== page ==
New technology to fight obesity
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A new SF State study is using technology to promote healthier lifestyles for obese college students --high blood pressure and high cholesterol are not just their grandfathers' issues anymore.

According to research from the University of New Hampshire, people between the ages of 18 and 24 are at a much higher risk of facing chronic health disease in the future then ever before.

Katherine Kim, biology professor in residence at SF State's Health Equity Institute, said the rate of obesity among children and adults has increased dramatically over the last 20 years.

"The longer we wait to treat obesity, the worse it's going to be for our entire population as they get into adulthood," she said.

Kim, along with Assistant Professor of Communication Studies Christina Sabee, is currently taking part in a two-year study testing how effective smartphones can be in helping people maintain a healthy lifestyle and decrease the risks from obesity.

By developing an application for iPhones and iPods that can track the food and portions you are eating, calculate your workout and allow you to text message with health coaches, Kim and Sabee hope to empower patients by allowing them to manage their own health.

"So much of our health system is focused on the clinician and the doctor telling the patient what to do, but by using this technology it really centers all the decision making and puts the information in the patient's hands," Kim said. "They get to decide what they do with it."

The study is one of five funded by the Robert Wood Johnson Foundation's Project HealthDesign.

It will first look at overweight or obese youth at San Francisco General Hospital's Teen Clinic and by April will include focus groups consisting of SF State students as well.
After the two-year study on selected participants within San Francisco is complete, the application will become available to the public through, a Web site that allows users to freely and anonymously track their health data.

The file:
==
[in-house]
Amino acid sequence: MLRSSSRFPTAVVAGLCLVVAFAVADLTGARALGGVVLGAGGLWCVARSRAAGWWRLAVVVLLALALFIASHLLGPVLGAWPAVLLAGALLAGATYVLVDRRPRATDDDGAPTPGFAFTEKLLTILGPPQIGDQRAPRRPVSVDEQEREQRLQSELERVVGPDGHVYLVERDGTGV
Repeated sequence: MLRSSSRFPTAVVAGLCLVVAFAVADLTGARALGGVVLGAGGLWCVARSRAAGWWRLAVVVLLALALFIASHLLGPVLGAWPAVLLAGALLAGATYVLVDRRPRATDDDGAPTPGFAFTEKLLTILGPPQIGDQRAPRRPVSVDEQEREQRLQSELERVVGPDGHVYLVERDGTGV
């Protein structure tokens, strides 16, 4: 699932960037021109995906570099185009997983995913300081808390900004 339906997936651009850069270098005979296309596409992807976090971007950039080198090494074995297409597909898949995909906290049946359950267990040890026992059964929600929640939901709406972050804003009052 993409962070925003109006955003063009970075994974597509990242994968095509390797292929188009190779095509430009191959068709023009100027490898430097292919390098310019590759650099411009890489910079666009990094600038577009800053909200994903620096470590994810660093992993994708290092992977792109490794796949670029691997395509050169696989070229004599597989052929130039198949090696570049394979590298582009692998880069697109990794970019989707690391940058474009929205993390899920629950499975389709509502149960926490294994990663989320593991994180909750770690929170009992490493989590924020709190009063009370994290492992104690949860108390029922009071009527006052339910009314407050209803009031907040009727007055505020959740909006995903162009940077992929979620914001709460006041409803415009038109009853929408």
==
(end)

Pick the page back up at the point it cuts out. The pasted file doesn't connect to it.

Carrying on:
Sabee, whose research focuses primarily on doctor-patient communication, believes that the use of technology, like smartphones, has the potential to improve the entire healthcare system.

"Technology is something that we use everyday, and to ignore it and try to get people to not use it seems counterintuitive," Sabee said.

Kim and Sabee hope that their study proves to be a success and that people accept this innovative way of receiving healthcare beyond the confines of a clinic.

Their goal is to provide an outlet for patients to better communicate with their healthcare provider, live healthier lifestyles and comply with different medical advice.

Holly Logan, 22, is one of three SF State grad students helping with the research. Her involvement in the project stems from her interest in health communication.

"Rather then just going in for an annual check-up and trying to remember what you've been working on, you have something to track all of that."

Although the general public will not be able to access the application for two years, it will be free and easily accessible once the study is complete.

"It's really important when you do a research project that you're developing something that is going to be, if it's successful and if it works, something that can be sustained beyond the period of the research project," Kim said.







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